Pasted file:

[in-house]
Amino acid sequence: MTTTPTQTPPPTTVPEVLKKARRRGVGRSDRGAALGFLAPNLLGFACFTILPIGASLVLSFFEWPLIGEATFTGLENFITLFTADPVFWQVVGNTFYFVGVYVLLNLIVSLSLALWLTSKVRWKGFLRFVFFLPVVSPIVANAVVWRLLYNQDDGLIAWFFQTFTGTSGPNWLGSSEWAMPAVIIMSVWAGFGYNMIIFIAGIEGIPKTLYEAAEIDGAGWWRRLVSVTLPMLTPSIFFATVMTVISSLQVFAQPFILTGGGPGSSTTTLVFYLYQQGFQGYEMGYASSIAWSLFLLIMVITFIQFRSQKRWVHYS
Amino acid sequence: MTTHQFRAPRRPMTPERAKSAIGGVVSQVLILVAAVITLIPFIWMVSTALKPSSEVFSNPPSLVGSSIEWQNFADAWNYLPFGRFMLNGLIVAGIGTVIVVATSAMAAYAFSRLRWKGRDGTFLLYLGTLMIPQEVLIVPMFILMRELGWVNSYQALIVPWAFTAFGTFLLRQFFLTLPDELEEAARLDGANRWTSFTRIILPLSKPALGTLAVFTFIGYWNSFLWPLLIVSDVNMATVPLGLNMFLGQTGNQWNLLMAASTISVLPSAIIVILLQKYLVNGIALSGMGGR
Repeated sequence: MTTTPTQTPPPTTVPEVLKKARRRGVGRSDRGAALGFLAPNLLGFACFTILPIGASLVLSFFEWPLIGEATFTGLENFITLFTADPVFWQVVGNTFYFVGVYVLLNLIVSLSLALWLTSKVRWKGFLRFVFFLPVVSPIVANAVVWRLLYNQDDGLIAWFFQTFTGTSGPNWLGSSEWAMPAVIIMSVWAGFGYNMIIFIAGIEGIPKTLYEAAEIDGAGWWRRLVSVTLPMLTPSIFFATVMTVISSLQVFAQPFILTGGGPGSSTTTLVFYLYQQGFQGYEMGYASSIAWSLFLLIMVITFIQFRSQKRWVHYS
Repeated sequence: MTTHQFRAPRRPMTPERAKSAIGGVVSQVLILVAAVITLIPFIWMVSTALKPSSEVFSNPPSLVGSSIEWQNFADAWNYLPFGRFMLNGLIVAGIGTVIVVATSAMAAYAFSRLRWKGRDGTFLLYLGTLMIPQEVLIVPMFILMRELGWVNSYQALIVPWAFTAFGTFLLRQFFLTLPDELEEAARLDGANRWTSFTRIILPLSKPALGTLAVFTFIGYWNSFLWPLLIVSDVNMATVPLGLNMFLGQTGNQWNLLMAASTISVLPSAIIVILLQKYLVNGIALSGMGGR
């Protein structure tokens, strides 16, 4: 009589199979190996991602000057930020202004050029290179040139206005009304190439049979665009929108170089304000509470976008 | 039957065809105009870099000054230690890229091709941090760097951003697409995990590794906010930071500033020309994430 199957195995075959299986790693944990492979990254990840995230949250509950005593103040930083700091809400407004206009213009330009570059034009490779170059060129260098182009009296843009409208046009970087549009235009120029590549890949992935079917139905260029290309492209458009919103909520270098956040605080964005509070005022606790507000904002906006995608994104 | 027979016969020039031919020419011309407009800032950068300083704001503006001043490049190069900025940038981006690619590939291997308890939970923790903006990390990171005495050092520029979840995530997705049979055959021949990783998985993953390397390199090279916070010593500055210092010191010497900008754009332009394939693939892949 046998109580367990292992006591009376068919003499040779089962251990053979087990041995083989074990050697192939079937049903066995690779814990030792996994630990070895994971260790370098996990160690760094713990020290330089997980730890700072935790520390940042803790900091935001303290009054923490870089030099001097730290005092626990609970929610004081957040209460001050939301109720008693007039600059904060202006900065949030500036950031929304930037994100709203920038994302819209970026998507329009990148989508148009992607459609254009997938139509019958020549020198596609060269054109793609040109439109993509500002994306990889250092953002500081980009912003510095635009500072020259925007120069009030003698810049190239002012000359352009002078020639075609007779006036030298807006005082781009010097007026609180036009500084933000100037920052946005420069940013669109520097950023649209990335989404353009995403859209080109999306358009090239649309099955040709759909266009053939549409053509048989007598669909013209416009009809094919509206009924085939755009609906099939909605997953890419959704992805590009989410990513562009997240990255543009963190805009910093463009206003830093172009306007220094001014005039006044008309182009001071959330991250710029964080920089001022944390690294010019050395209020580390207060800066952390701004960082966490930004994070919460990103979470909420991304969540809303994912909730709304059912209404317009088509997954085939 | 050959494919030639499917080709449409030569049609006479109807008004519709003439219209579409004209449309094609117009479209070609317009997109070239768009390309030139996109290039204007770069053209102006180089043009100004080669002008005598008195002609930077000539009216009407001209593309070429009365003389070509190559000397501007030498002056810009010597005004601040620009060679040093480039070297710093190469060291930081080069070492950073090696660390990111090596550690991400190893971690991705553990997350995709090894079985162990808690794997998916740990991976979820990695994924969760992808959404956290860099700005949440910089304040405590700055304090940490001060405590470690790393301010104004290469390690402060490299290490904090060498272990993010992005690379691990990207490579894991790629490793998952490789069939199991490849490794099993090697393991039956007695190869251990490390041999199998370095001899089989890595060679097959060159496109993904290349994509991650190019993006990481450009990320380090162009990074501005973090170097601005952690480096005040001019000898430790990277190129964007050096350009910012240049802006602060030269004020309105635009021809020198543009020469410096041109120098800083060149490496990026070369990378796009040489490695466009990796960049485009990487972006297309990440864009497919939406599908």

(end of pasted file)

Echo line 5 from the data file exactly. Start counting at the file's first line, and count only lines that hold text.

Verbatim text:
Repeated sequence: MTTHQFRAPRRPMTPERAKSAIGGVVSQVLILVAAVITLIPFIWMVSTALKPSSEVFSNPPSLVGSSIEWQNFADAWNYLPFGRFMLNGLIVAGIGTVIVVATSAMAAYAFSRLRWKGRDGTFLLYLGTLMIPQEVLIVPMFILMRELGWVNSYQALIVPWAFTAFGTFLLRQFFLTLPDELEEAARLDGANRWTSFTRIILPLSKPALGTLAVFTFIGYWNSFLWPLLIVSDVNMATVPLGLNMFLGQTGNQWNLLMAASTISVLPSAIIVILLQKYLVNGIALSGMGGR